Two-row diatonic nyckelharpa (silverbasharpa)

Type: Two-row diatonic (silverbas-) nyckelharpa
Thor Pleijel
Mensur: 400 mm
Wood: Swedish
Strings: Prim Nyckelharpa + 8 sympathetic
Tuning: ACGC

The two-row nyckelharpa, or silverbasharpa, is a model that emerges in mid 19th century. It was probably the folk musician and music collector Matts Wesslén in Österlövsta parish who was behind this development. It was called dubbelharpa because of its two rows of keys, different compared to the present one-row instrument (kontrabasharpa or enkelharpa). An instrument is preserved after Wesslén; a one-row nyckelharpa transformed into a two-row chromatic instrument with strings tuned just like the silverbas (ACGC).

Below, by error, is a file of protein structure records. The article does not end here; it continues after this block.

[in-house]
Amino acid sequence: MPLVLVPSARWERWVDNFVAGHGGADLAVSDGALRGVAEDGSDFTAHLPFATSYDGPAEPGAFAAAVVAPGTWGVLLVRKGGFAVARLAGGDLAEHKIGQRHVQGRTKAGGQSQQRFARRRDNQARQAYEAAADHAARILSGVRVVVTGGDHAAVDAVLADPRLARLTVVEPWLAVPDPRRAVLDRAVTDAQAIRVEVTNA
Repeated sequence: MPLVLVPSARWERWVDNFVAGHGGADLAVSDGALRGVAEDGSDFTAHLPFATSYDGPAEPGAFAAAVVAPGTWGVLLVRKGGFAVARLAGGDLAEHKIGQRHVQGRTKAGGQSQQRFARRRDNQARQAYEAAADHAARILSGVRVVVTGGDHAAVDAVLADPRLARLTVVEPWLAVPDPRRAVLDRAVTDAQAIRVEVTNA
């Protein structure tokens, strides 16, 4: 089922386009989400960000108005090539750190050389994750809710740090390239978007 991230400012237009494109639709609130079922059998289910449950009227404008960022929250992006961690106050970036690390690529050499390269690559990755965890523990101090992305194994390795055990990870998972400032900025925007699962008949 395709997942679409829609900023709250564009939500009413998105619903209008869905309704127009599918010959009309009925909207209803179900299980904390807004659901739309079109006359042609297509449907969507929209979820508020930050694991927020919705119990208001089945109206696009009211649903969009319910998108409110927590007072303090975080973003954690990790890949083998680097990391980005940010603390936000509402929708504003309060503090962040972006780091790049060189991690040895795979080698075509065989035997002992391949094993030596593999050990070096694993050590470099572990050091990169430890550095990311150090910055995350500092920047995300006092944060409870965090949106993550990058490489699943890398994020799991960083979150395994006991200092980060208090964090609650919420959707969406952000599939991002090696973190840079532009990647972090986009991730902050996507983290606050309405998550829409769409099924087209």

The body of the instrument was traditionally made from the log of a locally growing fir tree, which was carved out by hand. The bridge is almost flat, which allows the musician to play on many strings at the same time. Music played on nyckelharpa was in historical sources often described as buzzing and humming, because of the bass-strings that always worked as a kind of accompaniment to the melody. We call it a drone-instrument, just like the hurdy-gurdy and bagpipe. Even though the tuning of the strings is the same as in case of the modern three-row nyckelharpa, the way of playing is very different. The traditional, oval sound-holes give the instrument a very special appearance, not unlike one of a human (?) face.